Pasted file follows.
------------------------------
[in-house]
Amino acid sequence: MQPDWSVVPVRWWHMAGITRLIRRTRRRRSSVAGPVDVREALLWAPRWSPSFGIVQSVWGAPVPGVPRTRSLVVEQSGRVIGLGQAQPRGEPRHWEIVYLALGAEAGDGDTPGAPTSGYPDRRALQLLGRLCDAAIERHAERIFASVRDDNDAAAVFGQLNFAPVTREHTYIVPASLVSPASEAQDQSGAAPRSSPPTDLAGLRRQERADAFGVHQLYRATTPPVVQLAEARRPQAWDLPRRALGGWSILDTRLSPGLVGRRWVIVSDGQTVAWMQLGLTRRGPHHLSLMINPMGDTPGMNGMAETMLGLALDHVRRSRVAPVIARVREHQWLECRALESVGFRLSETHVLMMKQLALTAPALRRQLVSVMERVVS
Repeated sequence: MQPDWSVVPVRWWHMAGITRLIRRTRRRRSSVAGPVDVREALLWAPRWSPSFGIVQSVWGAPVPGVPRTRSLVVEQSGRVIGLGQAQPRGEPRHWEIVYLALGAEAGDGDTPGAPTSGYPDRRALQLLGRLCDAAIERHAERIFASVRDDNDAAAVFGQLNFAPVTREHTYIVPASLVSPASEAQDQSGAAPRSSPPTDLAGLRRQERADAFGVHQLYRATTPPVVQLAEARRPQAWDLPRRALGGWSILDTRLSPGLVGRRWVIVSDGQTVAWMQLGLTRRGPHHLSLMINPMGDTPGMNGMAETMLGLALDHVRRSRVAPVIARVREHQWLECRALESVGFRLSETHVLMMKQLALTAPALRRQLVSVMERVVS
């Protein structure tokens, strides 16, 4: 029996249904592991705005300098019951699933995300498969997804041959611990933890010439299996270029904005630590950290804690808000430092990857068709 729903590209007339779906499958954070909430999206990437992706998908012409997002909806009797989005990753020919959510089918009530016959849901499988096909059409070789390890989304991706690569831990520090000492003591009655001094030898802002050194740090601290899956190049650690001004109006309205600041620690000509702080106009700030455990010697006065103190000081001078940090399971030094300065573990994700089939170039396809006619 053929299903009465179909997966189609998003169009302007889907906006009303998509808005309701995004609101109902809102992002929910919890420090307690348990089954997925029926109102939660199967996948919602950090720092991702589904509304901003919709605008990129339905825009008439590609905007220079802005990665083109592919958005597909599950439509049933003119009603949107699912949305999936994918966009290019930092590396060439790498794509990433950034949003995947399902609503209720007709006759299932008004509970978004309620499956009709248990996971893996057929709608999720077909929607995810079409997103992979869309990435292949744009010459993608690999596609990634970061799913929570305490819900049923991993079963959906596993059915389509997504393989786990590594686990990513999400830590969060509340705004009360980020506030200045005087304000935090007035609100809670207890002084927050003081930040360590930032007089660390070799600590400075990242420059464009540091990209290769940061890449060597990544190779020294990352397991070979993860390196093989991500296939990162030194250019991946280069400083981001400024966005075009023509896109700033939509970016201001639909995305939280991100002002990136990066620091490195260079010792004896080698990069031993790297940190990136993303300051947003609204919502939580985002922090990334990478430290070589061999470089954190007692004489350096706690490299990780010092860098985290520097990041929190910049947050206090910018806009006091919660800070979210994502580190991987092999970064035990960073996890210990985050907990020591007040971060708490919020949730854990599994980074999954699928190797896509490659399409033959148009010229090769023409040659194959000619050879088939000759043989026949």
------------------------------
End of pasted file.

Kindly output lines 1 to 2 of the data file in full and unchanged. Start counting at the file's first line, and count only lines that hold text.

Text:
[in-house]
Amino acid sequence: MQPDWSVVPVRWWHMAGITRLIRRTRRRRSSVAGPVDVREALLWAPRWSPSFGIVQSVWGAPVPGVPRTRSLVVEQSGRVIGLGQAQPRGEPRHWEIVYLALGAEAGDGDTPGAPTSGYPDRRALQLLGRLCDAAIERHAERIFASVRDDNDAAAVFGQLNFAPVTREHTYIVPASLVSPASEAQDQSGAAPRSSPPTDLAGLRRQERADAFGVHQLYRATTPPVVQLAEARRPQAWDLPRRALGGWSILDTRLSPGLVGRRWVIVSDGQTVAWMQLGLTRRGPHHLSLMINPMGDTPGMNGMAETMLGLALDHVRRSRVAPVIARVREHQWLECRALESVGFRLSETHVLMMKQLALTAPALRRQLVSVMERVVS